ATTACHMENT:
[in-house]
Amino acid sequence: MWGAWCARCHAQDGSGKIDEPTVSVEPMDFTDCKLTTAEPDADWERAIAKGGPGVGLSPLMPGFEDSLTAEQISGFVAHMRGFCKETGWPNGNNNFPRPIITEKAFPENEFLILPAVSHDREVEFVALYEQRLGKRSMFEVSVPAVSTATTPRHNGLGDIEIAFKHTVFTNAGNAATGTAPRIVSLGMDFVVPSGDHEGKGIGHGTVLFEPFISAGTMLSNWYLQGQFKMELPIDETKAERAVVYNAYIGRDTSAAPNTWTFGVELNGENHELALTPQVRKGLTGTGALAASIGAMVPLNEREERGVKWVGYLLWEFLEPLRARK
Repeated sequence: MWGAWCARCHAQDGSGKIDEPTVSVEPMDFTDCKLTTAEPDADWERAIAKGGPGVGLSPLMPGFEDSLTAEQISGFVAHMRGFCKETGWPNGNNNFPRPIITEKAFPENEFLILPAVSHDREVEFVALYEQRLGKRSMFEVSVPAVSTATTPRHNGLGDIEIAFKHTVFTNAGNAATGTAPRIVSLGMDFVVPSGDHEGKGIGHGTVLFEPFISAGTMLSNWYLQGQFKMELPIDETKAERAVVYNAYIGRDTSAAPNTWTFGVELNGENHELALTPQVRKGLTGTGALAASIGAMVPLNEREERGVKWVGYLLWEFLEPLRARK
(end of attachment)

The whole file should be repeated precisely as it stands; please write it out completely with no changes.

[in-house]
Amino acid sequence: MWGAWCARCHAQDGSGKIDEPTVSVEPMDFTDCKLTTAEPDADWERAIAKGGPGVGLSPLMPGFEDSLTAEQISGFVAHMRGFCKETGWPNGNNNFPRPIITEKAFPENEFLILPAVSHDREVEFVALYEQRLGKRSMFEVSVPAVSTATTPRHNGLGDIEIAFKHTVFTNAGNAATGTAPRIVSLGMDFVVPSGDHEGKGIGHGTVLFEPFISAGTMLSNWYLQGQFKMELPIDETKAERAVVYNAYIGRDTSAAPNTWTFGVELNGENHELALTPQVRKGLTGTGALAASIGAMVPLNEREERGVKWVGYLLWEFLEPLRARK
Repeated sequence: MWGAWCARCHAQDGSGKIDEPTVSVEPMDFTDCKLTTAEPDADWERAIAKGGPGVGLSPLMPGFEDSLTAEQISGFVAHMRGFCKETGWPNGNNNFPRPIITEKAFPENEFLILPAVSHDREVEFVALYEQRLGKRSMFEVSVPAVSTATTPRHNGLGDIEIAFKHTVFTNAGNAATGTAPRIVSLGMDFVVPSGDHEGKGIGHGTVLFEPFISAGTMLSNWYLQGQFKMELPIDETKAERAVVYNAYIGRDTSAAPNTWTFGVELNGENHELALTPQVRKGLTGTGALAASIGAMVPLNEREERGVKWVGYLLWEFLEPLRARK